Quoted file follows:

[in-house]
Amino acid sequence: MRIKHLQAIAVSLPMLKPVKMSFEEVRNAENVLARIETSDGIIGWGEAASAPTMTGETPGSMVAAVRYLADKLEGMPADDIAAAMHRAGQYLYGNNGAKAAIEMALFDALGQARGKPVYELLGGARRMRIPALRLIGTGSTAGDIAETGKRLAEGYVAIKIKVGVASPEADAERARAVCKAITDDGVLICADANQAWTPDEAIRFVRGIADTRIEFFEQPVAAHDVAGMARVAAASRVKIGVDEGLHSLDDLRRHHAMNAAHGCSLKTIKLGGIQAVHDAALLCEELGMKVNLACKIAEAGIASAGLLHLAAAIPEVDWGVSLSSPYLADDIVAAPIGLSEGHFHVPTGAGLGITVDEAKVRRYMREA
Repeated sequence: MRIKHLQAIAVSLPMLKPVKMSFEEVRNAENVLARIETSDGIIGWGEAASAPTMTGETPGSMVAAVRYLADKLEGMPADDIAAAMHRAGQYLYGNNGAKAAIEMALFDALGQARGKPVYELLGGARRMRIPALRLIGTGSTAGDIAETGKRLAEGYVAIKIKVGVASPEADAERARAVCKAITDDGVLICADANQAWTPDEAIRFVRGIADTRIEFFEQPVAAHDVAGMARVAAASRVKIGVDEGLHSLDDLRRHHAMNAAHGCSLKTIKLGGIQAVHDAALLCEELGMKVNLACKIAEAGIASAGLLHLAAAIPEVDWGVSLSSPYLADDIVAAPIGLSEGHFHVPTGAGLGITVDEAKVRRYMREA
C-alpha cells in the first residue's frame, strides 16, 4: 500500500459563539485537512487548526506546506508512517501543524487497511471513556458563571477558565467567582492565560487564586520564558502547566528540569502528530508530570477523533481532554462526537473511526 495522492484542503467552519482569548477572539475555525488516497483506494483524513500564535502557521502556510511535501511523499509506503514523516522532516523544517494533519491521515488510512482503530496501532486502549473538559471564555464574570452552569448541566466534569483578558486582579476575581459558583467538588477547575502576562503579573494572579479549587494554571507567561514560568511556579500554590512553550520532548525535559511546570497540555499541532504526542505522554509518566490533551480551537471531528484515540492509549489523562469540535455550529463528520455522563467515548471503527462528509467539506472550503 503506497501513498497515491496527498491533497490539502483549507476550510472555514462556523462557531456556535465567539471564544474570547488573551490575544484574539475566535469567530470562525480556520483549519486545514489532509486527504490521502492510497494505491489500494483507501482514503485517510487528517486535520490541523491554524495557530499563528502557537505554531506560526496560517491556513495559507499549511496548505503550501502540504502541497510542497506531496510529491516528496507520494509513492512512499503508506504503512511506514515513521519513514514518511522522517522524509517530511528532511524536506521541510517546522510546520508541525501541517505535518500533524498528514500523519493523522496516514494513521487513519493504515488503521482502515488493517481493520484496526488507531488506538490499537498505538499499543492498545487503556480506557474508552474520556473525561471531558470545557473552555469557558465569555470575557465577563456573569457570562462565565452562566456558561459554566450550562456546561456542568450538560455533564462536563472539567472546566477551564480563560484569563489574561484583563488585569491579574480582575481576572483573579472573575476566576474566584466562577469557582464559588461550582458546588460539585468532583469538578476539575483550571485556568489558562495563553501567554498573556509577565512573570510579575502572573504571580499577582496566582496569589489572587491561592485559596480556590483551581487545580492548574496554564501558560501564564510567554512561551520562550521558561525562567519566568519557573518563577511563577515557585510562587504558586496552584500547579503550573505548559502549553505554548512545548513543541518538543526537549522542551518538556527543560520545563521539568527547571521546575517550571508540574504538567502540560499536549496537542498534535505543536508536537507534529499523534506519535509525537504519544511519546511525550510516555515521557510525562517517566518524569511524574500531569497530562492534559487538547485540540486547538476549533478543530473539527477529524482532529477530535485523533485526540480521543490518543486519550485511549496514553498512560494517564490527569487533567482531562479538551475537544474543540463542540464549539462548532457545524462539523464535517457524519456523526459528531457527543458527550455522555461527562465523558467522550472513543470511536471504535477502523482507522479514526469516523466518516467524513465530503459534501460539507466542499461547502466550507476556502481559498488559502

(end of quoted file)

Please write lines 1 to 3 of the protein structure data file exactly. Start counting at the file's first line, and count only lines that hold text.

[in-house]
Amino acid sequence: MRIKHLQAIAVSLPMLKPVKMSFEEVRNAENVLARIETSDGIIGWGEAASAPTMTGETPGSMVAAVRYLADKLEGMPADDIAAAMHRAGQYLYGNNGAKAAIEMALFDALGQARGKPVYELLGGARRMRIPALRLIGTGSTAGDIAETGKRLAEGYVAIKIKVGVASPEADAERARAVCKAITDDGVLICADANQAWTPDEAIRFVRGIADTRIEFFEQPVAAHDVAGMARVAAASRVKIGVDEGLHSLDDLRRHHAMNAAHGCSLKTIKLGGIQAVHDAALLCEELGMKVNLACKIAEAGIASAGLLHLAAAIPEVDWGVSLSSPYLADDIVAAPIGLSEGHFHVPTGAGLGITVDEAKVRRYMREA
Repeated sequence: MRIKHLQAIAVSLPMLKPVKMSFEEVRNAENVLARIETSDGIIGWGEAASAPTMTGETPGSMVAAVRYLADKLEGMPADDIAAAMHRAGQYLYGNNGAKAAIEMALFDALGQARGKPVYELLGGARRMRIPALRLIGTGSTAGDIAETGKRLAEGYVAIKIKVGVASPEADAERARAVCKAITDDGVLICADANQAWTPDEAIRFVRGIADTRIEFFEQPVAAHDVAGMARVAAASRVKIGVDEGLHSLDDLRRHHAMNAAHGCSLKTIKLGGIQAVHDAALLCEELGMKVNLACKIAEAGIASAGLLHLAAAIPEVDWGVSLSSPYLADDIVAAPIGLSEGHFHVPTGAGLGITVDEAKVRRYMREA